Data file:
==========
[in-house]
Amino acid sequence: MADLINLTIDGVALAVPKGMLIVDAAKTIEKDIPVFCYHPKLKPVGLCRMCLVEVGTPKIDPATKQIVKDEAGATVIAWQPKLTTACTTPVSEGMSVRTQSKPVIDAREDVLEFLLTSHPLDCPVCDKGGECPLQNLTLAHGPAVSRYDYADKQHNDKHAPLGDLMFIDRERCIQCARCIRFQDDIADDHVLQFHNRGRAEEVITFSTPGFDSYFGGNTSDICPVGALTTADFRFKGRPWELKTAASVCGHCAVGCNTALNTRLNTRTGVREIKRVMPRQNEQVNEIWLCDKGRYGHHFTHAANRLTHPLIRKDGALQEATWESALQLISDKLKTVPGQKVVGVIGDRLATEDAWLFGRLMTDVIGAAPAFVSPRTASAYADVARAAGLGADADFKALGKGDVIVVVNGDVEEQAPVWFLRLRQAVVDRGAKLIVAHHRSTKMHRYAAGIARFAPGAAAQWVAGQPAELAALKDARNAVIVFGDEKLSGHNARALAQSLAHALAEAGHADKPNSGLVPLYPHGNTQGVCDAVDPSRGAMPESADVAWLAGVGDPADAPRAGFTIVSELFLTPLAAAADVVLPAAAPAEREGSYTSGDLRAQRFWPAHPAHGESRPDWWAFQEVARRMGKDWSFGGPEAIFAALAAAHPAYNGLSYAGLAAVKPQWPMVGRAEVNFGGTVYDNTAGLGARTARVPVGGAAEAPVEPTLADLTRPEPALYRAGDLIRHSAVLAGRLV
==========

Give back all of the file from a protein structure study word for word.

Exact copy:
[in-house]
Amino acid sequence: MADLINLTIDGVALAVPKGMLIVDAAKTIEKDIPVFCYHPKLKPVGLCRMCLVEVGTPKIDPATKQIVKDEAGATVIAWQPKLTTACTTPVSEGMSVRTQSKPVIDAREDVLEFLLTSHPLDCPVCDKGGECPLQNLTLAHGPAVSRYDYADKQHNDKHAPLGDLMFIDRERCIQCARCIRFQDDIADDHVLQFHNRGRAEEVITFSTPGFDSYFGGNTSDICPVGALTTADFRFKGRPWELKTAASVCGHCAVGCNTALNTRLNTRTGVREIKRVMPRQNEQVNEIWLCDKGRYGHHFTHAANRLTHPLIRKDGALQEATWESALQLISDKLKTVPGQKVVGVIGDRLATEDAWLFGRLMTDVIGAAPAFVSPRTASAYADVARAAGLGADADFKALGKGDVIVVVNGDVEEQAPVWFLRLRQAVVDRGAKLIVAHHRSTKMHRYAAGIARFAPGAAAQWVAGQPAELAALKDARNAVIVFGDEKLSGHNARALAQSLAHALAEAGHADKPNSGLVPLYPHGNTQGVCDAVDPSRGAMPESADVAWLAGVGDPADAPRAGFTIVSELFLTPLAAAADVVLPAAAPAEREGSYTSGDLRAQRFWPAHPAHGESRPDWWAFQEVARRMGKDWSFGGPEAIFAALAAAHPAYNGLSYAGLAAVKPQWPMVGRAEVNFGGTVYDNTAGLGARTARVPVGGAAEAPVEPTLADLTRPEPALYRAGDLIRHSAVLAGRLV